RIVER POLLUTION. It is difficult to say anything that is new on the question of the pollution of our rivers. The question has been so fully discussed of late years, so much has been said, so much more written, and so very little done, that the matter is almost becoming a bye-word. It is true that the Local Government Board occasionally rake up the old inquiries, which usually have the etfect of allowing Corporations to borrow large sums of money to carry out what are called sewage works, which, in plain English, only means collecting all the sewage that used to be discharged at various points into the river, and sending it in at one, thus creating a worse aniaantrf than ever, and often landing the un- fortunate ratepayers into legal proceedings to stop the nuisance they paid so largely to create. If,-however, the Local Government Board adopt the views put forward by the Yorkshire Fishery Board and Lord Wenlock, at an enquiry into the disposal of theYork sewage,held at York week before last, a new departure of very great importance, from a fishery point of view, will have been made. York, it appears, is one of the numerous towns that, in spite of the Rivers' Pollution Prevention Act, 1876, continues to pour its sewage into the river and, so far as that Act was concerned, it might have gone on pouring in sewage until the end of the time bnt in 1884, York went to Parliament to enlarge its boundaries, and Parlia- ment, as a condition of granting the extension, compelled the Corporation, within two years, to submit to the Local Government Board a plan for purifying its sewage. The Corporation seems to have taken a very long two years, but at last they have prepared a scheme, and the Lecal Government Board has sent down an inspector to inquire into its merits. The scheme proposes to intercept all the existing sewage from the river, bring it to a pumping station about a mile below the city, and then pump it to a place about two milea lower down the river, where it will be treated on the continuous system, with lime and alum, and, after passing through tanks, the effluent will be discharged into the river, about a mile above the Nalm Dam, which is situated at the head of the tideway. The result will be that the sewage of York, which is now discharged by various small drains over a space of about ten miles, will be all discharged at one spot, a little way above a weir. The Yorkshire Fishery Board and the fishery owners, such as Lord Wenlock, Mr Palmer, and others, naturally feel disquieted at the proposed state of things, and they appeared at the inquiry by counsel to place their views before the Local Government Board. Of the three modern ways of treating sewage, all or any could be tried at York, and, curiously enough, at about the same cost, except the cost of the land. From the proposed pump- ing station the sewage could be easily pumped, and land very suitable for sewage furnished. The sewage could be treated and the effluent passed through land before it is dis- charged into the river or the sewage could be treated and the effluent discharged direct into the river. The Corporation of York adopted the last course, not because it was the best, for it was admittedly not so, but because it was the cheapest, and, as they contended, all that was required. Having regard to the volume of water passing down the Ouse, and the volume of the sewage, the proportion, they allege, would never be less than fifty to one. The Fishery Board, however, were afraid that, however well this might look on paper, in practice it would not be so satisfactory, as, although the volume might be small, unless the works were properly managed the effluent would become highly poisonous and, looking at the fact that the Ouse at the point where it was proposed to discharge the water was almost stagnant, it was, in effect, discharging the deleterious matter into a pond. Up to this point iha case did not differ from most sewage cases, but the counsel for Lord Wenlock and the Fishery Board, Mr Willis Bund, here took another line. He elicited, in cross-examination, from the engineer, Mr Mansurgh, whose know- ledge of sewage works is most extensive, that he, the engineer, did not know of any sewage works on a salmon river, or what was the effect of sew- age on Salmonidce, especially migrating Salmonidce. Like most engineers, Mr Mansurgh Stated that fish could be seen feeding at the mouths of drains and sewers, and that it was therefore clear that crude sewage did not hurt them; but, in cross-examination, Mr Mansurgh was compelled to admit that the fish usually seen at the mouths of sewage drains are roach and dace—not Salmonidce—and he was unable to say if migrating Salmonidce were ever found at the mouths of drains. Mr Mansurgh also admitted that the effluent from the York sewage at the pro- posed new works could be made much purer if it iWfrhltered through land before it was discharged into the river, that there was no reason it should not be, except the small additional cost it would cause. Professor Denan, who also gave evidence, admitted he did not know of any case of treated sewage on a salmon river, although some of the dye works at Galashields were treated, and also some of the manufacturing refuse at Perth. It was then contended on behalf of the Fishery Board that as it was admitted that the question of purity of the effluent was a mere matter of cost, and as the Local Government Board allowed different degrees of purity for the effluent, according to the places where it was discharged, that on all rivers in which any migrating SdlmonicUe are found a higher standard of purity should be required than elsewhere. At Sheffield, where fish life and all other life has been long extinct, all that is required is that the effluent should be unobjectionable, so far as appearances went, and the same rule was applied to Manchester. At Aylesbury and Hertford a higher standard was insisted upon, and also at Kingston-on-the-Thames. That while it was more than probable the Sheffield effluent would kill all fish, the Kingston did not do 80" as far as roach & dace were concerned, and that now, for the first time, salmon rivers were being dealt with, the Fishery Board were entitled to ask for the purest possible effluent at a reason- able cost. It was also urged by Mr Bund that the question was not whether the effluent in a salmon river was absolutely poisonous to fish life or not that it might well be that fish would live near where the effluent came in the question was whether, having regard to the proposed purity of the effluent, and to the whole of the sewage being concentrated at the one spot, salmon would run past it. Would they not,-when they first felt it, drop back and either hang about the sewage outfall and the weir or return over the weir, spawn in unsuitable places above, and the whole of the spawn be thereby lost ?—a state of things that would in a very few years put an end to the Ouse as a salmon river. What the views of the Inspector on these arguments may be we shall not know until he makes his report, even if we do then but meanwhile we are desirous of bringing the question before the Fishery Boards and the fishing public generally, and ask if they are not prepared to take their stand on some such ground as this-to endeavour to get the Local Government Board to follow out the pre- sent practice, and state that the quality of the emuent shall depend in all cases on the water of the river into which it flows. If no fish live in it, if it is a stream like the Aire, or the Calder, or the Irwell, then let the Sanitary Authority be content with an effluent that is clear and not offensive. If fish life exists, then let the effluent be adapted so that the fish will not be injured. The suggestion is ingenious, that Salmonidce, 09 require a greater degree of purity than any other fish, and migratory SalmonuLe the purest form of all, and we regret that Mr Bund, instead of ap- pearing as counsel and suggesting what we believe is a new departure, was not called as a witness, and the facts elicited 011 cross-examina- tion which he relies to prove it. The facts must be derived from observation, and careful obser- vation, of the habits of fish, and if the Severn Fishery Board, who, we are aware, are engaged in making a variety of observations on the habits j of fish, have any facts to establish the point, we trust they will give them to the public, for it will be a clear gain to the fishing interests if this sliding scale of Mr Bund's can be recognised and established. The argument about; fish being seen at the mouths of rivers has always been a favourite one in the mouths of those who pollute t our streams and it has always seemed to us one that it is difficult to get over. But if the view that the C'yprinida will live where Salmonida; will not, that migrating Salmonida; will not swim by a source of pollution that is strong enough to kill I them, is correct, we are certainly justified in insisting that the test of purity shall be, not what kills fish, but what deters fish not what affects roach and dace, but what causes salmon to turn aside from their upward path. There may obviously be two very different qualities of affluent, andwe think that all fishermen should mind that in salmon rivers the purest possible effluent should be required. At York it is said to be only a question of cost. Probably £ 3,000 or £ 4,000 extra outlay would be all that is required. All our scientists now say that they can purify the sewage effluent to any standard that is required. Parliament should, therefore, insist that the standard should be proportionate to the requirements of the river. If the Local Govern- ment Board instruct their Inspector to insist on this sewage scheme, and if in future extensions ■ 1 a:. „ ot the limits ot towns rarnameni itinkra itilo a condition of the sewage scheme, we believe a great step in advance will have been made. At any rate, all our fishery boards are deeply in- debted to Lord Wenlock and the Yorkshire Fishery Board for raising this important point.— Land and Water.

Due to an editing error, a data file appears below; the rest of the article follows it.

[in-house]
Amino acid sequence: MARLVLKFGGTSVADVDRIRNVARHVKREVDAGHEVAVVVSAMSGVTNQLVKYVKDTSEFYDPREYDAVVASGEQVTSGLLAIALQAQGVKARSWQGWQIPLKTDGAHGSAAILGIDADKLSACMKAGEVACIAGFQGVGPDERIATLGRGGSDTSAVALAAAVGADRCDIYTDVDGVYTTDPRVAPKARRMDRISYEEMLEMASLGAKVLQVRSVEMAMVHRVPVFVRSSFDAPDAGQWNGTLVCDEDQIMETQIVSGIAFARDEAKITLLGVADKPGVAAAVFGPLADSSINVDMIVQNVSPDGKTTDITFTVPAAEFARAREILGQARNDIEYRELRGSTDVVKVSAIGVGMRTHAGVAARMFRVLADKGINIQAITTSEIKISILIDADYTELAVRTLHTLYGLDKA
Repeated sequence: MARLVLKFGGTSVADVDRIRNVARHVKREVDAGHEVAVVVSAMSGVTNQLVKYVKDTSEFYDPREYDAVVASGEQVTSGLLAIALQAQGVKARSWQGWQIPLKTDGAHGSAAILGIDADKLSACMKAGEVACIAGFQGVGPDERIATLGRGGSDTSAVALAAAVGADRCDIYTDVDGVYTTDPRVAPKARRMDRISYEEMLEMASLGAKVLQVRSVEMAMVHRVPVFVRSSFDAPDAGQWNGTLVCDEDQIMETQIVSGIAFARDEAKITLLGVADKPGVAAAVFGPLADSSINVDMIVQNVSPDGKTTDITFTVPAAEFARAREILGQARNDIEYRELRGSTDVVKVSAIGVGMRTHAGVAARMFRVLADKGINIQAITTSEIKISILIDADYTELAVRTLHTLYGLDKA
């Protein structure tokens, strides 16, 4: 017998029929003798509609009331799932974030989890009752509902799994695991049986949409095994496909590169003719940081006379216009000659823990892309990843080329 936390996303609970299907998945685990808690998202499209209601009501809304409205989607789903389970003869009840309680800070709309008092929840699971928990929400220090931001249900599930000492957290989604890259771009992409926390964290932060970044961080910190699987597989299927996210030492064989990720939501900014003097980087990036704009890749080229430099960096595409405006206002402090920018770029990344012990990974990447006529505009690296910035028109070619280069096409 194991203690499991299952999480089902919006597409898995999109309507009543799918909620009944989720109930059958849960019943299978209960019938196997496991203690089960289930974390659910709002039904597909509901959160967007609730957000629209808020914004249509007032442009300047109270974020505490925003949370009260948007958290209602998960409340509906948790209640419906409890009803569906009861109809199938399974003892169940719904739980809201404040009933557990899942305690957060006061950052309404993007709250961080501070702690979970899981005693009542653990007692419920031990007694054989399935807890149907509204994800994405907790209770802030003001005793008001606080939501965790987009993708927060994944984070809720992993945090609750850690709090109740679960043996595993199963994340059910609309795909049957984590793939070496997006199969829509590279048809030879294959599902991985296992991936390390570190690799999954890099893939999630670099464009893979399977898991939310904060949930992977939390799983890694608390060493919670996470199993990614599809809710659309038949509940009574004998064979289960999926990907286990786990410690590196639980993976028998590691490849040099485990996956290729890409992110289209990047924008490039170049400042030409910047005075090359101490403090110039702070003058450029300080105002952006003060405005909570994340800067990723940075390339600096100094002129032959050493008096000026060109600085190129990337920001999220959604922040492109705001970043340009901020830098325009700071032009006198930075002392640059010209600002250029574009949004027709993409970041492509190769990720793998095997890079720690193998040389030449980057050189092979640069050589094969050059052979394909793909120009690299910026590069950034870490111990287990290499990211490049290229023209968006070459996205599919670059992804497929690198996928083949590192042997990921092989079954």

INTELLECTUAL POSITION OF WOMEN IN TURKEY. In the present day, more than in any other, and more than in most countries, the woman in Turkey becomes for life the companion of her husband. If he belongs to the educated class, so must she be capable of passing with him the many hours spent in the home. On the husband reaching home, he remains there until he leaves in the morning. There is no untrue answer to callers of Not at home but a far stronger answer that he is at home, and consequently cannot be seen. The female prerogative is supreme the husband belongs to his wife, and so does the house. Unless he is a very great official, or living in a Government palace, he has only a small room in his house for the reception of male guests. The lady has the society of her own kinsmen in her house and in theirs, and of her own kins- women, and of the kinsmen of her husband if she chromes. In the daytime the houses are free for lady visiting, and for fashionable parties, &c. The consequence is, that husband and wife are brought together every evening at home, and the solid foundation is laid on their alliance for life for, notwithstanding legal facility of divorce, husband and wife remain attached till death by the strong bonds of affection. It was truly stated in The Queen that plurality of wives is practically rare, but not for the reasons there stated. It has nothing to do either with Professor Vambery's evidence of ladies wearing .French shoes, nor with their occasionally using a thin veil or yashmak. The cause of the change in social relations is the effect of the reforms of the great Sultan Mahmood. Those reforms were intended to be for the political benefit of the community, but in their davelopment they have particularly affected women for their good. In olden days the common end of the Pasha, some- times a former Circassian slave, was the sudden death by the bowstring, the plunder of his palace, and the dispersion of his family. The short or long career was one of recklessness, luxury, and indulgence. Mahmood made life safe, and the conditions of society are changed. The son of a Pasha is married to the daughter of another functionary after full negotiations. It may be a marriage for political interest, as elsewhere, or it may be a love match but the young lady must be able to be the wife of her husband, and to take her place in society. Thus the supposed ignorant doll has small chance in the process of selection. Education, intelligence, and accomplishments are as keenly canvassed as elsewhere. When married, she will be brought into communion of ideas with a political class as well trained and as able as any in Europe. She will associate with women similarly influenced, some who have travelled much in the empire, who are conversant with its political necessities, its perils, and its hopes. It is the women of Turkey who have greatly upheld it in recent trials. They have to train their sons and daughters in the paths of virtue, of patriotism, and of self. sacrifice. What are the intellectual influences manifested in such a society is an interesting subject of con- templation. It is difficult for the stranger to comprehend. An English lady, having vague and incorrect notions as to the country and its people, visits Constantinople. To gratify her curiosity, she goes with a native acquaintance to see a Turkish lady, who may be a personage of rank, but is only known to the introducer as a trade customer. The Englishwoman is civilly received her own position, if she has one, is not appreciated by the introducer, and hostess and guest see strange things in each other. Neither leaves with an enhanced estimate of the other, their intercourse having taken place through the medium of a person equally remote from English and Turkish society. The English lady, perhaps, has her county associations the Turkish may be a member of some ancient family of a dereh-bey or feudal prince or baron, or have some other topic of association. To arrive at some understanding of the social relations of Turkish families is also readily within compass. Let us take the family of H. H. the late Fuad Pasha, for many years Grand Vizier. He was a man of brilliant endowments, well appreciated in Constantinople and Paris, and who as a young man had been a favourite at the Embassy in London. He was able to hold his own among the statesmen and scholars of Europe and the East. Of his own family was his aunt, the famous poetess, Leila Khanum. Hit wife was one of the three sisters of the well- known Kiamil Bey, all women of mark, and who exercised a great influence on the fashionable society of the new era. One of these ladies was the chief of the French party, and her daughters before marriage were to be seen dancing at the balls of the Ambassadors. Such, however, was no evidence of culture. They spoke French, but that holds a lower standard with them than with us, for Persian still remains a high literary language, in which ladies, too, compose poems. Arabic is not only a sacred and literary language, but is the speech of the south of the empire. With regard to Turkish literature, though now there are many printed books, we must modify our conceptions, or rather, we must go back to the literature of England and France in the fifteenth and sixteenth centuries, when the book was less esteemed than the manuscript com- positions. Now in Stamboul, as in such days, ths productions of the choicest wits pass from hand to hand in the polished epigram of a few lines, and the longer ellsay or poem. The book only comes later for the common reader, after society has long enjoyed the freshness of the original. Four lines by Fuad or Aali, a compliment, a satire, an inscription for a public monument, were eagerly sought for and devoured. Each word, each phrase was scanned, criticised and enjoyed. Even state papers are received as literary efforts. The lady has access to the choice library of her husband, for of such there are many on which treasure is lavished but the volumes have smaller charm for one who is in touch with the thoughts of the greatest minds and choicest spirits of the day. The newspaper, a new and thriving institution, has not yet competed among ladies with the fresh intelligence of the husbands arrived from the Porte, or the social gossip which my lady has brought from the party at the bath or some great centre for the communication of scandal. The newspaper has not there made home less natural. Poetry has a special charm for the women of Turkey, not necessarily in books, for the love tale, the story of adventure, is there alive, not taken from dead leaves, but heard and repeated from the earliest times of childhood. Repeated, too, in the versious of the many races that in- habit the country and make it rich in folklore. It is such recitals which supply the place of the drama, and, as among ourselves, afford associated enjoyment and the charm of a common sympathy. Novel reading, often solitary, is an absorbing pursuit, but the recitation of the taleteller, amateur or professional, is not the less so when the excitement is enhanced by companionship and by the comments of a varied and appreciative audience.-The Queen.